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Becan is the name of an ancient Maya site. Becan is located near the center of the Yucatan Penninsula, in the state of Campeche, Mexico, about 150 km north of Tikal.

Archeological evidence shows that Becan was occupied in the middle Pre-Classic period, about 550 BC, and grew to a major population and ceremonial center a few hundred years later in the late Preclassic. The population and scale of construction declined in the early classic (c 250), although it was still a significant site, and trade goods from Teotihuacan have been found. A system of moats and ramparts were constructed around the site at this time. Around 500 the population again increased dramatically and many large new buildings were constructed, mostly in the Rio Bec[?] style of Maya architecture. Construction of major buildings and elite monuments stopped about 830, although ceramic evidence show that the site continued to be occupied for some time thereafter, although the population went into decline and Becan was probably abandoned by about 1200.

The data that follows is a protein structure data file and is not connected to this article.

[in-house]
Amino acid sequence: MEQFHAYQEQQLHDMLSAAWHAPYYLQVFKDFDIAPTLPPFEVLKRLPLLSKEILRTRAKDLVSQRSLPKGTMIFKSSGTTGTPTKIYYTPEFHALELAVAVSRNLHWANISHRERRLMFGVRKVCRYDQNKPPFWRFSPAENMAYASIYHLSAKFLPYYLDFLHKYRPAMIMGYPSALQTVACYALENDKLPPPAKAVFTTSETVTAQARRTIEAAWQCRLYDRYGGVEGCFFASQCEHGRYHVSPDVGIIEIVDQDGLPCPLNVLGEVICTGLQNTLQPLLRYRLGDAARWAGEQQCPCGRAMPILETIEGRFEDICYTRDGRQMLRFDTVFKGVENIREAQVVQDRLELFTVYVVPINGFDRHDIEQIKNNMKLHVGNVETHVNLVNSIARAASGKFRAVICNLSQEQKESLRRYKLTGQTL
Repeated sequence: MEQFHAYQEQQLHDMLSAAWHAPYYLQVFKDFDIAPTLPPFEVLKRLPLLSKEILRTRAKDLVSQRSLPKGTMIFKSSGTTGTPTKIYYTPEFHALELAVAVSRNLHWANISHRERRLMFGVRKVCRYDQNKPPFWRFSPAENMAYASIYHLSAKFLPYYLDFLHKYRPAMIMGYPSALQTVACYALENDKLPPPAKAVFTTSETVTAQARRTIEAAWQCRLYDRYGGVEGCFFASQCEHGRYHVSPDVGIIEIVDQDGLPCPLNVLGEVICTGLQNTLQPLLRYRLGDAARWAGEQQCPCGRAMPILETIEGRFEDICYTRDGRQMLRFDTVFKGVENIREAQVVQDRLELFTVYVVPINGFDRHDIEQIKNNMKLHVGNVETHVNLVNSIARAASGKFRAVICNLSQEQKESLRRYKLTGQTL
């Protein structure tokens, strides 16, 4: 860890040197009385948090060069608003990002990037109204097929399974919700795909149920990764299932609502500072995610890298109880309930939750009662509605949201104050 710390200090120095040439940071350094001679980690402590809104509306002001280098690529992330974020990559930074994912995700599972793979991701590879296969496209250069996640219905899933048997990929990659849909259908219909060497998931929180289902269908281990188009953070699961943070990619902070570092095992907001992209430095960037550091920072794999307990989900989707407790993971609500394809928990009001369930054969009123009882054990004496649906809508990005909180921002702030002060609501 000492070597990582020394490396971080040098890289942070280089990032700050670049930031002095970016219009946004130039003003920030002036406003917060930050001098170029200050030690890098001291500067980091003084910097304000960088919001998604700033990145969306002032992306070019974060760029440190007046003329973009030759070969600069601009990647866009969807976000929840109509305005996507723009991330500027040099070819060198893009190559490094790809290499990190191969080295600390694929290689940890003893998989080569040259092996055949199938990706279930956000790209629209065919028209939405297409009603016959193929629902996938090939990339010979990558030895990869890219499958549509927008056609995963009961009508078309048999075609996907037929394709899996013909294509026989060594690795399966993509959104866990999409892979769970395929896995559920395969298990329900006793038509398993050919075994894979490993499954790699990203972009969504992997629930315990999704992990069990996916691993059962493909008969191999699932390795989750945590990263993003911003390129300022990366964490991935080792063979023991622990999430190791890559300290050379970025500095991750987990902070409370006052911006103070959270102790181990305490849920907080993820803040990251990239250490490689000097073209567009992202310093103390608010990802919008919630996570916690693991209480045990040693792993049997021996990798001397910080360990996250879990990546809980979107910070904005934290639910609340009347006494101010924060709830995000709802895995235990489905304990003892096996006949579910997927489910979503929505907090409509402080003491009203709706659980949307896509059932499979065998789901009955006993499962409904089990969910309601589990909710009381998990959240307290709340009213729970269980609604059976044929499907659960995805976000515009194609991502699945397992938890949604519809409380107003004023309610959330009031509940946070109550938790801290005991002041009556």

The site was discovered in 1934 by archeologists Karl Ruppert and John Denison, who named it "Becan" after the conspicuous system of moats; the ancient name of the site is not known. From 1969 to 1971 archeological excavations were made at Becan sponsored by Tulane University and the National Geographic Society.

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